Regarding the failure of Schumann to inform Examiner Trafton during the prosecution of the ‘278 application about Examiner Trafton’s previous allowance of the ‘372 patent claims, the Federal Circuit held that this omission was material and intentional because allowance of the three-node system of the ‘372 patent claims plainly gives rise to a conceivable double patenting rejection. In response to McKesson’s argument that Examiner Trafton was the same examiner handling both the ‘372 patent and the ‘278 application, and that Examiner Trafton issued the claims in the ‘372 patent only a few months before he issued claims in the ‘278 application, the Federal Circuit noted that the MPEP at the time explained that “a prosecuting attorney should not assume that [a PTO examiner] retains details of every pending file in his mind when he is reviewing a particular application,” MPEP §2001.06(b) (5th ed. Rev. 3, 1986). As such, intent was inferred from the circumstances as well as the high materiality of the child application being allowed prior to allowance of the parent application.
Significance to Patent Applicants
While the Supreme Court’s decisions in KSR, Microsoft, and MedImmune have been more newsworthy and more widely discussed, the potential impact of McKesson presents a more immediate dilemma for patent holders. In theory, McKesson stands for the proposition that the failure to report the status or rejections of any related application (related by continuation status or merely having common subject matter) under prosecution could form the basis for inequitable conduct. The basis could be for the applicants failure to disclose known prior art in a related case, failure to disclose a rejection of broader claims in a related case, or failure to disclose the allowance of patent claims in a related case. In addition, as the duty of disclosure not only applies to the patent attorney actually prosecuting the applications, but also to their corporate counsel and inventors who might coordinate the activities of related cases among different firms, the holding in McKesson would seemingly provide grounds for rendering unenforceable any patent which is part of either a family, provide improvements over existing claimed inventions, or are drawn to alternative embodiments of a similar broader concept. For companies involved with more than one or two patents under prosecution, the financial and logistical problems caused by having to identify related applications and update different Examiners on the allowance, rejection, and basis for rejection in multiple applications are obvious.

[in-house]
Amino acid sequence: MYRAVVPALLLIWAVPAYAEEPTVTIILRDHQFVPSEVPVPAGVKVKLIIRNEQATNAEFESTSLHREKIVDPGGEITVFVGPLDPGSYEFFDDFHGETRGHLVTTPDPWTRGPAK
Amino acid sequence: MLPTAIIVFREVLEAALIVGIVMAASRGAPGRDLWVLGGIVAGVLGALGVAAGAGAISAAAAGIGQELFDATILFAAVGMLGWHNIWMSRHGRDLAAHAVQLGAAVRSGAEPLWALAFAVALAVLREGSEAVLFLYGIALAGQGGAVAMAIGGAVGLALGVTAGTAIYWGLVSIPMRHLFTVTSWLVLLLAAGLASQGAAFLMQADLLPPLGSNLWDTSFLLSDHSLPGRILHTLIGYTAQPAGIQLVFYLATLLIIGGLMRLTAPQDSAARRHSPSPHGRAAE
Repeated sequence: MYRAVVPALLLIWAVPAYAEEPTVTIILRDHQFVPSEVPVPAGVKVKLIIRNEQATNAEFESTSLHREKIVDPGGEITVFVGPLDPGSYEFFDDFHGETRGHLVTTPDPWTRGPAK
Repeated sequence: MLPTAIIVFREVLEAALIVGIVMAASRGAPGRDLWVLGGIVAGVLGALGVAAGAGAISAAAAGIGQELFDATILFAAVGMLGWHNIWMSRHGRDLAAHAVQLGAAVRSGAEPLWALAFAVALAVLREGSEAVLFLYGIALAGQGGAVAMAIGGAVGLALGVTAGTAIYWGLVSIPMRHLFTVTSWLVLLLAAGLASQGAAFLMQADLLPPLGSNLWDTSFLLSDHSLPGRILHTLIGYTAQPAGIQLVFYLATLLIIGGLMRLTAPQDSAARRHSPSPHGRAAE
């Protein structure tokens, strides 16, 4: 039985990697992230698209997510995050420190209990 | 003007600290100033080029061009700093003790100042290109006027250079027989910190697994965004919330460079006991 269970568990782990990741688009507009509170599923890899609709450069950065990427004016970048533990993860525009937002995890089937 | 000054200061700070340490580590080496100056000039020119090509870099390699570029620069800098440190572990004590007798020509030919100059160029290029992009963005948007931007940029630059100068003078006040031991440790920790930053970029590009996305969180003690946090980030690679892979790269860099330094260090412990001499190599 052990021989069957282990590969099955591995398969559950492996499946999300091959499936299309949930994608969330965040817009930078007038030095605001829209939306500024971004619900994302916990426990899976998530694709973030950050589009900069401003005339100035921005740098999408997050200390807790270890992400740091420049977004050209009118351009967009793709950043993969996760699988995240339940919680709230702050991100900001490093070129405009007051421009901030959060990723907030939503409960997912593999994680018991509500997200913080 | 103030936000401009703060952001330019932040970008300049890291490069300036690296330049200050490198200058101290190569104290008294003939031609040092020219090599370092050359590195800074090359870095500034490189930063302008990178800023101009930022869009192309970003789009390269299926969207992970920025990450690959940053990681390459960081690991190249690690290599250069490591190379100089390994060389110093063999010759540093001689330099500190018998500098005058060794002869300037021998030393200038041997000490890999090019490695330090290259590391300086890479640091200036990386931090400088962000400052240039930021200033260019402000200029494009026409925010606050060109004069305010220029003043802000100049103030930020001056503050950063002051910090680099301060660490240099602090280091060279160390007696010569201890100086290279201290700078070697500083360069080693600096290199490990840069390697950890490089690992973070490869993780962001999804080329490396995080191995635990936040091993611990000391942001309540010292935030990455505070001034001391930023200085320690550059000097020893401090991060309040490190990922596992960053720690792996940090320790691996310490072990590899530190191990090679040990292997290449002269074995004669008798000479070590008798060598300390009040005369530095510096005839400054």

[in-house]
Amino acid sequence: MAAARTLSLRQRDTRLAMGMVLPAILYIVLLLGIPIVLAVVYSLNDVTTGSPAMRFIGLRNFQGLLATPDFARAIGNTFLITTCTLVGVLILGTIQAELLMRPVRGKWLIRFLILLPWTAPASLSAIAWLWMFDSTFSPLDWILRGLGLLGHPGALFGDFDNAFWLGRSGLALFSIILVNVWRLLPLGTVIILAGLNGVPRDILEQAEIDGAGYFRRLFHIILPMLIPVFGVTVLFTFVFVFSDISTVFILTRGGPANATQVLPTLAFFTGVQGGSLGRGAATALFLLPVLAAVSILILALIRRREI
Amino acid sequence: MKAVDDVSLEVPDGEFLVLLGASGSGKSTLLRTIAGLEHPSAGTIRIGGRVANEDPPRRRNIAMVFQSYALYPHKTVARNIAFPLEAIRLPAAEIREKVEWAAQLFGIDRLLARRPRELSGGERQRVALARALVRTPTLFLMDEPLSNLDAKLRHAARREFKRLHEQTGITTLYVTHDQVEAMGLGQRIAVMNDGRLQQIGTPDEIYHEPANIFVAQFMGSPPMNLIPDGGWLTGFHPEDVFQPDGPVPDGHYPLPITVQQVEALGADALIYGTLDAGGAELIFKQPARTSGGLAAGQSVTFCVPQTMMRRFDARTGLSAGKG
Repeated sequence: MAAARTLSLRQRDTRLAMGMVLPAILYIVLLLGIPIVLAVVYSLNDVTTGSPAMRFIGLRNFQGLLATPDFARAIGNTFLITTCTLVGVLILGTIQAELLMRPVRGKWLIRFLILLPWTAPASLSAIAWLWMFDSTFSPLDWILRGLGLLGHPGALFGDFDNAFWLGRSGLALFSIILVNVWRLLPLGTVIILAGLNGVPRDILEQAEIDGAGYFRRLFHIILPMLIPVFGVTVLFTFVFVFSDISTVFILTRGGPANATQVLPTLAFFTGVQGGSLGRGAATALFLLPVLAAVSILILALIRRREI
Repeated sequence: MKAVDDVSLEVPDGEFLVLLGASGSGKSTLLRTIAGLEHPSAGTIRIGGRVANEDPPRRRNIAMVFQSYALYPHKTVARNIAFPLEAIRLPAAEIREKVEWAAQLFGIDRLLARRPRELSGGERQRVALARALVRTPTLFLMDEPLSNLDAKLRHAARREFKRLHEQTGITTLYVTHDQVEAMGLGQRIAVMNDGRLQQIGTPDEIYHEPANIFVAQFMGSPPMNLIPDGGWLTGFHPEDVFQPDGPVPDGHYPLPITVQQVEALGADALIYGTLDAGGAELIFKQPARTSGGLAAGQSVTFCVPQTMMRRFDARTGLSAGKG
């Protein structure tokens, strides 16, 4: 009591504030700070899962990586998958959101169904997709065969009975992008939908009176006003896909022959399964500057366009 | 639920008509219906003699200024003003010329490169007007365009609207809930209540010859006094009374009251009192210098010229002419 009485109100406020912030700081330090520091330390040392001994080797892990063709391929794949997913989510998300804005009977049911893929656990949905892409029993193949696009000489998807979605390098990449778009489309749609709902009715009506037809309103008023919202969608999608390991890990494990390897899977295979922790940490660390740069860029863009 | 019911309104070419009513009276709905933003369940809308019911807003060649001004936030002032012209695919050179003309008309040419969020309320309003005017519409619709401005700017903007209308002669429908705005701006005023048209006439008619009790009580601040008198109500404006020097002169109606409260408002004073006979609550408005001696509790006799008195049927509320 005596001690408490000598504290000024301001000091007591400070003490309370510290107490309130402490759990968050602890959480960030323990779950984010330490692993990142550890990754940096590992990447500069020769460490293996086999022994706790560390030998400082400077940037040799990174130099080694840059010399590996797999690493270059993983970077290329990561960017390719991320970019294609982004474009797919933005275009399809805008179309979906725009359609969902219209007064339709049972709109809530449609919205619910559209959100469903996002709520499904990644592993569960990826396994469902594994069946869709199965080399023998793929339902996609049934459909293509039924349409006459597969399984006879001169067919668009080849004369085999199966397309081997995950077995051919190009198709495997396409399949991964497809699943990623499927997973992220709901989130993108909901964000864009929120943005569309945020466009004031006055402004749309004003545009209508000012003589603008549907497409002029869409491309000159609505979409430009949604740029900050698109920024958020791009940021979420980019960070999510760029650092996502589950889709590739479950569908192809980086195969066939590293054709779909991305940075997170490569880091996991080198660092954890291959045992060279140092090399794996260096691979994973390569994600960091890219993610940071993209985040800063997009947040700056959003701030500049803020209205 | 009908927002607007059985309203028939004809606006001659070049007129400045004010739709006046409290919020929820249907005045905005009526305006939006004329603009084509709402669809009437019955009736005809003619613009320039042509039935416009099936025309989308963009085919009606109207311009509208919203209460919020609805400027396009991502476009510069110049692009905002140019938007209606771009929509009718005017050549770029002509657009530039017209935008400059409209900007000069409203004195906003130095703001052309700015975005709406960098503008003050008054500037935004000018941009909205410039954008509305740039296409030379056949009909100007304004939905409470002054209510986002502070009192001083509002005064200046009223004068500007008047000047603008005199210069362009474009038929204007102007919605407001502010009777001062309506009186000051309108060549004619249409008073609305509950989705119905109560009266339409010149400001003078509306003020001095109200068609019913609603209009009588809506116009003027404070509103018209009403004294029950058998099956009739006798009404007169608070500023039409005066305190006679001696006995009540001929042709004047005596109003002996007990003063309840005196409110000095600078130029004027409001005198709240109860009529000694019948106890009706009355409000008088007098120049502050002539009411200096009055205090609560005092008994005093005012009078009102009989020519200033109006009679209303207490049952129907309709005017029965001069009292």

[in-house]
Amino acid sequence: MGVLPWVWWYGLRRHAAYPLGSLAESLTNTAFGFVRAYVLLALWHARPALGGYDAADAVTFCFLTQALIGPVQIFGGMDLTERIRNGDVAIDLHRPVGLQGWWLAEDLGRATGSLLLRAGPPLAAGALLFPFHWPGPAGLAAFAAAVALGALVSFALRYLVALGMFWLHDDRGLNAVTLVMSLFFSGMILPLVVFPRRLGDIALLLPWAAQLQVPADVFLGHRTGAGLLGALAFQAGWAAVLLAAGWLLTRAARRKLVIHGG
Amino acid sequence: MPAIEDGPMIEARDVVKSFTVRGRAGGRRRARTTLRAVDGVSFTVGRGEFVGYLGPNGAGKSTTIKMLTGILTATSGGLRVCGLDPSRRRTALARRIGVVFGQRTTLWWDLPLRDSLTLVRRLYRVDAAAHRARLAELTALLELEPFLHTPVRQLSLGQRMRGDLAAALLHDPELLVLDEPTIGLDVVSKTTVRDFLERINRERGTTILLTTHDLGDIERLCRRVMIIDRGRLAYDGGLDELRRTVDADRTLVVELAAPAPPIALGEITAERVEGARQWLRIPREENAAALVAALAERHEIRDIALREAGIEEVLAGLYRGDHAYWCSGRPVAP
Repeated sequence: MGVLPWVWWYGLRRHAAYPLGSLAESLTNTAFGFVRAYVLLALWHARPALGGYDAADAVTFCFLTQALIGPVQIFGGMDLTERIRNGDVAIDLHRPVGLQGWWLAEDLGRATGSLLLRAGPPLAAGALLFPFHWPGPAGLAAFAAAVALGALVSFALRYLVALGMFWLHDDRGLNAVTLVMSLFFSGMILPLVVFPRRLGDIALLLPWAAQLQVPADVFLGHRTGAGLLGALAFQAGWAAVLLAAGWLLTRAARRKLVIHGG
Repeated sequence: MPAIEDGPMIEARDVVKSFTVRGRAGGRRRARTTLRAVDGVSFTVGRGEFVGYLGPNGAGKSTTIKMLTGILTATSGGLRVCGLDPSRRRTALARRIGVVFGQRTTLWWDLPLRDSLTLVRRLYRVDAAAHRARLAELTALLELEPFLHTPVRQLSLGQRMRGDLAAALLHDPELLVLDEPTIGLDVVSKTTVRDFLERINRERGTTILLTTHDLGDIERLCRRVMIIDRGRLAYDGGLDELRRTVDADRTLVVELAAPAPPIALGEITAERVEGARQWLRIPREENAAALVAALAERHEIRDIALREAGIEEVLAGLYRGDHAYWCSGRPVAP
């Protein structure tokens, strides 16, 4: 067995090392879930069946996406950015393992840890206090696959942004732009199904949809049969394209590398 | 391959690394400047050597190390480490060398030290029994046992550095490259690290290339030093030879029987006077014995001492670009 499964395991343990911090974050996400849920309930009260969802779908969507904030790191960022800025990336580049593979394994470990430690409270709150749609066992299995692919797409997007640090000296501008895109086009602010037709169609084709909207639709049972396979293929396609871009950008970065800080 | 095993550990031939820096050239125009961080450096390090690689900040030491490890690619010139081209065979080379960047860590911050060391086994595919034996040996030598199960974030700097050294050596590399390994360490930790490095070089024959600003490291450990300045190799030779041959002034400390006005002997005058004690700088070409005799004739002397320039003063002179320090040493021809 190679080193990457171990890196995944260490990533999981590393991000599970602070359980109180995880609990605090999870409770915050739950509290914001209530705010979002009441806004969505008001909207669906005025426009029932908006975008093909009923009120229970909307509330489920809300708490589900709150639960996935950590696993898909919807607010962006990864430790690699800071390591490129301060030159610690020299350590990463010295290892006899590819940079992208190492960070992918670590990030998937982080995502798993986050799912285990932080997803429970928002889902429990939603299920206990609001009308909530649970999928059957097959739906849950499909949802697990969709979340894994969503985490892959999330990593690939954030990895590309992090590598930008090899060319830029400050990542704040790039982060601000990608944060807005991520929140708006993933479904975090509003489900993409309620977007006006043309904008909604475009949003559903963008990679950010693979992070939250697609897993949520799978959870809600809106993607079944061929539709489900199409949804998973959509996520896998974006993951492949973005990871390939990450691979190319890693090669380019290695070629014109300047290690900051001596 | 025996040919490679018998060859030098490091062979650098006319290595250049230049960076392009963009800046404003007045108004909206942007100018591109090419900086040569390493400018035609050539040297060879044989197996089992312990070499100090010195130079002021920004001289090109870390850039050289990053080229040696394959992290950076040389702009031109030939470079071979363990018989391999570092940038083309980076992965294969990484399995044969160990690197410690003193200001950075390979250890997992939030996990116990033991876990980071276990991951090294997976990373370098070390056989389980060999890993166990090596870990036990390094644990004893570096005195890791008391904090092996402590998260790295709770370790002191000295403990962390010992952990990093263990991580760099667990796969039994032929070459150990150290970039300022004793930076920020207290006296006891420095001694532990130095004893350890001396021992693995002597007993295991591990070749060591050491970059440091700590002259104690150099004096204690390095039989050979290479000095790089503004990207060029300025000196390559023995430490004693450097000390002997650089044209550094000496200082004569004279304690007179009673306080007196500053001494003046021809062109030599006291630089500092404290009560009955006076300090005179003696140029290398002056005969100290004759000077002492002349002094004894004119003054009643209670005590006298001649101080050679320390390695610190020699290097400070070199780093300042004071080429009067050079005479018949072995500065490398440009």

However, on closer examination, the holding is likely to be more limited. It has always been important to ensure that at least the applicants file an information disclosure statement to ensure the Examiner is made aware of the co-pending applications. It has also always been important to ensure that, when prior art is known from any case and its applicability is understood, the applicants cannot maintain claims impacted by the prior art even where these claims have not been rejected by that prior art (at least, without explanation in the record). Thus, it is important to realize that the District Court in McKesson, the Federal Circuit through its affirming of the District Court, was rejecting the applicant’s willful ignorance of the relevance of highly material prior art which the court believed was so important that no competent attorney would fail to remember it even in mildly different claims for related applications. As such, in McKesson, the Federal Circuit was arguably only reemphasizing the need for complete disclosure of prior art discovered under any context or of related applications.